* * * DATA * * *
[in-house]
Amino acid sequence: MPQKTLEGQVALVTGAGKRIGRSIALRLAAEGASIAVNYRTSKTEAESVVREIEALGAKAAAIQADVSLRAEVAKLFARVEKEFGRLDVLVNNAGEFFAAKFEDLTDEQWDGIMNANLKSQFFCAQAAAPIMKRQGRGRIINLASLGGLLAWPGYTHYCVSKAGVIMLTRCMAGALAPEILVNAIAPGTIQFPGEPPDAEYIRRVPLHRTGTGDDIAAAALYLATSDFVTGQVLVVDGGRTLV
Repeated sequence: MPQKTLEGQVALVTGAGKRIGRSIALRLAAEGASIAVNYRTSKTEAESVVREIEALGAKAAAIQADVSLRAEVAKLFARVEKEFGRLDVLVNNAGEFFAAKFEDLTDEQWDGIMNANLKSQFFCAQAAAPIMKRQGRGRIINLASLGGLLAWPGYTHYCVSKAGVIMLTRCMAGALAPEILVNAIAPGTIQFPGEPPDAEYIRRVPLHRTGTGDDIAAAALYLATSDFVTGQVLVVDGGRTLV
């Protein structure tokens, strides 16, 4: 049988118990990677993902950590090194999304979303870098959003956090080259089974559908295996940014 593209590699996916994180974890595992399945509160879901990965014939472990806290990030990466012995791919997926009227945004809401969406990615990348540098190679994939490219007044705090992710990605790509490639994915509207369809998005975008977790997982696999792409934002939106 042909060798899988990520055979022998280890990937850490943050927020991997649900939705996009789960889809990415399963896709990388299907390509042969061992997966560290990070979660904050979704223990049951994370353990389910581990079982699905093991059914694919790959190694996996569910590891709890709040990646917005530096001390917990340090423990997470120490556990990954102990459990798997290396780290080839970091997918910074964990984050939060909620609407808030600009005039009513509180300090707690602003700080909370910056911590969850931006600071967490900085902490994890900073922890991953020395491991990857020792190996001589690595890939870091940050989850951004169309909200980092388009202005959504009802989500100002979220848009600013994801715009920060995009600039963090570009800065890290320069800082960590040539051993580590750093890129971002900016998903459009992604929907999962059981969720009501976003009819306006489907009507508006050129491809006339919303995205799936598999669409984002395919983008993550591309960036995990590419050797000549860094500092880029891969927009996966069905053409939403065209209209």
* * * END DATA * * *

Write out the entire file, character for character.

[in-house]
Amino acid sequence: MPQKTLEGQVALVTGAGKRIGRSIALRLAAEGASIAVNYRTSKTEAESVVREIEALGAKAAAIQADVSLRAEVAKLFARVEKEFGRLDVLVNNAGEFFAAKFEDLTDEQWDGIMNANLKSQFFCAQAAAPIMKRQGRGRIINLASLGGLLAWPGYTHYCVSKAGVIMLTRCMAGALAPEILVNAIAPGTIQFPGEPPDAEYIRRVPLHRTGTGDDIAAAALYLATSDFVTGQVLVVDGGRTLV
Repeated sequence: MPQKTLEGQVALVTGAGKRIGRSIALRLAAEGASIAVNYRTSKTEAESVVREIEALGAKAAAIQADVSLRAEVAKLFARVEKEFGRLDVLVNNAGEFFAAKFEDLTDEQWDGIMNANLKSQFFCAQAAAPIMKRQGRGRIINLASLGGLLAWPGYTHYCVSKAGVIMLTRCMAGALAPEILVNAIAPGTIQFPGEPPDAEYIRRVPLHRTGTGDDIAAAALYLATSDFVTGQVLVVDGGRTLV
């Protein structure tokens, strides 16, 4: 049988118990990677993902950590090194999304979303870098959003956090080259089974559908295996940014 593209590699996916994180974890595992399945509160879901990965014939472990806290990030990466012995791919997926009227945004809401969406990615990348540098190679994939490219007044705090992710990605790509490639994915509207369809998005975008977790997982696999792409934002939106 042909060798899988990520055979022998280890990937850490943050927020991997649900939705996009789960889809990415399963896709990388299907390509042969061992997966560290990070979660904050979704223990049951994370353990389910581990079982699905093991059914694919790959190694996996569910590891709890709040990646917005530096001390917990340090423990997470120490556990990954102990459990798997290396780290080839970091997918910074964990984050939060909620609407808030600009005039009513509180300090707690602003700080909370910056911590969850931006600071967490900085902490994890900073922890991953020395491991990857020792190996001589690595890939870091940050989850951004169309909200980092388009202005959504009802989500100002979220848009600013994801715009920060995009600039963090570009800065890290320069800082960590040539051993580590750093890129971002900016998903459009992604929907999962059981969720009501976003009819306006489907009507508006050129491809006339919303995205799936598999669409984002395919983008993550591309960036995990590419050797000549860094500092880029891969927009996966069905053409939403065209209209």